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Are We About To Make A Big Mistake?

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My partner and I (26 and 27) are buying a 3 bedroom semi-detached house in Surrey, within a 40 minute train journey from London for £345k (it was last sold for £130k in 2000 but there has been a two-storey extension since). We actually offered £5k over the asking price in July, which was probably the wrong thing to do but at the time houses were moving so quickly and we knew that we wanted this property straight away. It seems like we might have offered just as prices were peaking.

The house is ideal for us and I can see us living there for the next 10 years so I have no anxieties about the property. I am however becoming increasingly nervous from reading this forum that this is the worst time to buy and if property prices start to crash in the next few months, we will regret this decision for years to come.

We are not buying as an investment, we are buying a home. I would be happy if prices stagnated for the next 10 years but it sounds like everyone here is predicting a crash before the end of the year. We have a 15% deposit on a 30 year mortgage and we will still be able to afford our repayments if interest rates jump up a few percent.

Our mortgage has been approved and we are waiting for the contracts which could be in the next week or two but the more I read these forums, the more I'm getting cold feet.

Is there anyone on here who thinks we are doing the right thing? I'm not looking for sarcastic comments, just honest and helpful advice from people who understand the market better than I do. If we sat and watched house prices fluctuate for the next few years we might never own our own home and we don't want to carry on renting. Are we naïve for wanting to set down and start building a home at this time?

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I don't foresee property prices crashing. The government will do everything possible to prevent it, as too many people (i.e. voters) would end up in significant amounts of negative equity. I've watched the housing market for a decade, waiting for a crash so I could buy. All I've seen is the government propping up property prices and bailing out homeowners and banks, because they have a vested interest in preventing a crash. In the long term they're probably aiming for house prices to stagnate until wages catch up. I'm now looking to buy a house myself - I want to be on the side of the people who are being propped up and bailed out!

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Just my opinion, but here it is.

Prices could rise or fall, I would suggest you take a look at the market and see if the house you are committing to is still good value.

Re: Government supporting the market.

One thing to remember is that the government could not stop house prices falling last time around, they still fell 20% in most areas. This time around the BOE will not be able to lower mortgage rates and the government's already up to it's ass in underwriting first time buyers deposits. With the government running a 7% deficit and cutting front line services there will be no money to support the overvalued housing market.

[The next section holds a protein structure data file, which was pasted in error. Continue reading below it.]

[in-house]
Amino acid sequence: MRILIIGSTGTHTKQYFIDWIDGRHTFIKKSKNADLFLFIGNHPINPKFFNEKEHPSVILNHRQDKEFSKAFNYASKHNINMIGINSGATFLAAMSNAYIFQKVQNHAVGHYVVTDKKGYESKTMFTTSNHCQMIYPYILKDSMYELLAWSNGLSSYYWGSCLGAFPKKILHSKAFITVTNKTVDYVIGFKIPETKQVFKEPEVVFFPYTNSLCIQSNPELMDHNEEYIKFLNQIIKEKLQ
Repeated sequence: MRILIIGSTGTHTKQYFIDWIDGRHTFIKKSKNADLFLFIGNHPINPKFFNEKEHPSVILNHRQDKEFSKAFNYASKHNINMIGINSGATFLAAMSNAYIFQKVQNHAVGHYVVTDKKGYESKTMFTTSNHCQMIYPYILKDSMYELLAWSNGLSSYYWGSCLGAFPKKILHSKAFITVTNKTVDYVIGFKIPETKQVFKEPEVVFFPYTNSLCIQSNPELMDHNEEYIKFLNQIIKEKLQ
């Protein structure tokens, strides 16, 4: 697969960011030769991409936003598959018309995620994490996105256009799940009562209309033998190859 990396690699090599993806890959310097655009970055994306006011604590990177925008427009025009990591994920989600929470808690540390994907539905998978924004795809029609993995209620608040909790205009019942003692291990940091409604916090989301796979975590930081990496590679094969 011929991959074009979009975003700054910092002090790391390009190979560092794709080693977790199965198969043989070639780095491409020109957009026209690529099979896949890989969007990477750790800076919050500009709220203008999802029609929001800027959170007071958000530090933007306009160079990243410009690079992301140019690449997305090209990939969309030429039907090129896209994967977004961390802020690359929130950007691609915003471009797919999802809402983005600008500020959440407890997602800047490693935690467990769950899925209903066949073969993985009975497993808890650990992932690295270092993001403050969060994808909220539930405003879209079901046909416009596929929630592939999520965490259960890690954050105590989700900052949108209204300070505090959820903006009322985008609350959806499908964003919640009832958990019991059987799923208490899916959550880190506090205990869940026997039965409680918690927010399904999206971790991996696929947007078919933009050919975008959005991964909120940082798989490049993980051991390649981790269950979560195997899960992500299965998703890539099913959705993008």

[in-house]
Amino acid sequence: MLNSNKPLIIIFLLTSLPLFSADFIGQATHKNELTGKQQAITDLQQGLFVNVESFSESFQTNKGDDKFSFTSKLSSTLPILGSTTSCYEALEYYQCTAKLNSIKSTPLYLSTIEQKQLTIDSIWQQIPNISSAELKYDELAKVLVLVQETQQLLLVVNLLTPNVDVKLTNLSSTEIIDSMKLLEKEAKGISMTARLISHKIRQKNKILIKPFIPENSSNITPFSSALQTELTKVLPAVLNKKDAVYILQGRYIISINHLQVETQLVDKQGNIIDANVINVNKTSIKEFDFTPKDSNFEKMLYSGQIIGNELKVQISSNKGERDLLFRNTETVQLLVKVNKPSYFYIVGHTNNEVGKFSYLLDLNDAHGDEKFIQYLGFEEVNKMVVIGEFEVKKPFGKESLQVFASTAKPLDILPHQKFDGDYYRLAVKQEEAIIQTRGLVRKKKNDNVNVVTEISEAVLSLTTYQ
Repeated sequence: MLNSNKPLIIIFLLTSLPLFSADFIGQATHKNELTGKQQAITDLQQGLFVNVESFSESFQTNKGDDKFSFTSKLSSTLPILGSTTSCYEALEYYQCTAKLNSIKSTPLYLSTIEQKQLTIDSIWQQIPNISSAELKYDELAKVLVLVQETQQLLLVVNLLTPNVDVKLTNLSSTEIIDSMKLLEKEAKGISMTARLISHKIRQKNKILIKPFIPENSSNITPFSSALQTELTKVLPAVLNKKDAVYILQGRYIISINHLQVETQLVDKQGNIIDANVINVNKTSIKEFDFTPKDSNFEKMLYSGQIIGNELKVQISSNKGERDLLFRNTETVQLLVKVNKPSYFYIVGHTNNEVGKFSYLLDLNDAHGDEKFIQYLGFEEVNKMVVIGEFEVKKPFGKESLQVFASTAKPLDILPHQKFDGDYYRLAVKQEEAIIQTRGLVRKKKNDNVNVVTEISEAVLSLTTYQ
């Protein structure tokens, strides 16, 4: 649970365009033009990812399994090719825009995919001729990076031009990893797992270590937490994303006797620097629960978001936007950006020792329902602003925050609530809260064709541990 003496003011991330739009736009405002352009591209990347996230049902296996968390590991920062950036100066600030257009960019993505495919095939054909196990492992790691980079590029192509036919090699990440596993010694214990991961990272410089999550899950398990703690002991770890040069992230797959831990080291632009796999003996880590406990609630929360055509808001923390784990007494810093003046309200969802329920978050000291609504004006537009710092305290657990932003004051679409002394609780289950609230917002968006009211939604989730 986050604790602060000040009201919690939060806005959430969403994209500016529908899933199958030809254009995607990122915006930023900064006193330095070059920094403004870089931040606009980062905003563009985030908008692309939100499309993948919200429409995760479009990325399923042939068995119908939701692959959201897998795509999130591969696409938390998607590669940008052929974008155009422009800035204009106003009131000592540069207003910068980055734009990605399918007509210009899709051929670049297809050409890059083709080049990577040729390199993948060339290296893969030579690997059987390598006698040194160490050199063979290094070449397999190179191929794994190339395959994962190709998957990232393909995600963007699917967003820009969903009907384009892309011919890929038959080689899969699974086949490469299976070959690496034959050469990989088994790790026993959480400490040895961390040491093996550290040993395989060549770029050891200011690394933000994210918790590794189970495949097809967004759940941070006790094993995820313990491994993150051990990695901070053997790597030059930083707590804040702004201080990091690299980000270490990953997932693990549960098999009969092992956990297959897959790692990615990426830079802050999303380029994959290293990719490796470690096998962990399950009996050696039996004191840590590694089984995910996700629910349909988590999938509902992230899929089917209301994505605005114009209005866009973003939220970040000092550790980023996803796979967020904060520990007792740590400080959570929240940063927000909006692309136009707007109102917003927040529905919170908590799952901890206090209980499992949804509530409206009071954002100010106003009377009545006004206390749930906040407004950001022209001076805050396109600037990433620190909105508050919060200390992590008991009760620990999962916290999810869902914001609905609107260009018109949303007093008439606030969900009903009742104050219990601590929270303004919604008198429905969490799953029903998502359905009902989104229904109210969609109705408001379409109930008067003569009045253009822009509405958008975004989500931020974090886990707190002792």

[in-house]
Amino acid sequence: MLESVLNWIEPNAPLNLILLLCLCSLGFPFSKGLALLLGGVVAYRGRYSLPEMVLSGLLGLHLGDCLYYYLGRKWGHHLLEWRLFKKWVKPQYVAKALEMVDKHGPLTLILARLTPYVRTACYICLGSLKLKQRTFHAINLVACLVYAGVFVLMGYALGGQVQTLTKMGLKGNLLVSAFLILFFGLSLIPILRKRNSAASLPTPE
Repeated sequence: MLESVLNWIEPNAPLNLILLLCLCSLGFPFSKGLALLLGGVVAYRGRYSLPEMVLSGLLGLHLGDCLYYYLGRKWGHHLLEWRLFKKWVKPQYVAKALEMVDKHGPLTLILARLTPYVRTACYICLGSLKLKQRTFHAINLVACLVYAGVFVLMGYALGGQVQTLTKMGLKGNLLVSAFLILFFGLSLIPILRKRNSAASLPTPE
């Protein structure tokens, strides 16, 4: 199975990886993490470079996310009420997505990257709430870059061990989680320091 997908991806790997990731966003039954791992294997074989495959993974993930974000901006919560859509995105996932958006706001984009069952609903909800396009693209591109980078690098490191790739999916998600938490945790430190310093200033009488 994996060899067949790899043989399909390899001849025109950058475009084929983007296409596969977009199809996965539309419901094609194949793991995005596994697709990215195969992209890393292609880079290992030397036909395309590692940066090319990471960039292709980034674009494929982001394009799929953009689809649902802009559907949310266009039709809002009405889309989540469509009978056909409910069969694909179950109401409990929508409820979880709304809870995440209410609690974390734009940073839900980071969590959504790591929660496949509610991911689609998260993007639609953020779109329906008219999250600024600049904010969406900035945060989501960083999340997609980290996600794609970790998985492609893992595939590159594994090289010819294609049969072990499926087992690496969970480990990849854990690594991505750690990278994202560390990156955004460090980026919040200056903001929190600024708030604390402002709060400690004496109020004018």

More importantly this time around the banks are not so leveraged and could easily handle a large property price correction, last time th banks couldn't handle it hence 0.5% base rates QE etc.

Last word, do not rely on the government bailing you or your property value out.

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My partner and I (26 and 27) are buying a 3 bedroom semi-detached house in Surrey, within a 40 minute train journey from London for £345k (it was last sold for £130k in 2000 but there has been a two-storey extension since). We actually offered £5k over the asking price in July, which was probably the wrong thing to do but at the time houses were moving so quickly and we knew that we wanted this property straight away. It seems like we might have offered just as prices were peaking.

The house is ideal for us and I can see us living there for the next 10 years so I have no anxieties about the property. I am however becoming increasingly nervous from reading this forum that this is the worst time to buy and if property prices start to crash in the next few months, we will regret this decision for years to come.

We are not buying as an investment, we are buying a home. I would be happy if prices stagnated for the next 10 years but it sounds like everyone here is predicting a crash before the end of the year. We have a 15% deposit on a 30 year mortgage and we will still be able to afford our repayments if interest rates jump up a few percent.

Our mortgage has been approved and we are waiting for the contracts which could be in the next week or two but the more I read these forums, the more I'm getting cold feet.

Is there anyone on here who thinks we are doing the right thing? I'm not looking for sarcastic comments, just honest and helpful advice from people who understand the market better than I do. If we sat and watched house prices fluctuate for the next few years we might never own our own home and we don't want to carry on renting. Are we naïve for wanting to set down and start building a home at this time?

It's impossible to call this market because it's a) overpriced but B) supported by Government

Over the last ten years I've been right in calling it overpriced but wrong in my failure to anticipate Government support (repeated and extreme)

Just do something which suits your circumstances, then at least you get that benefit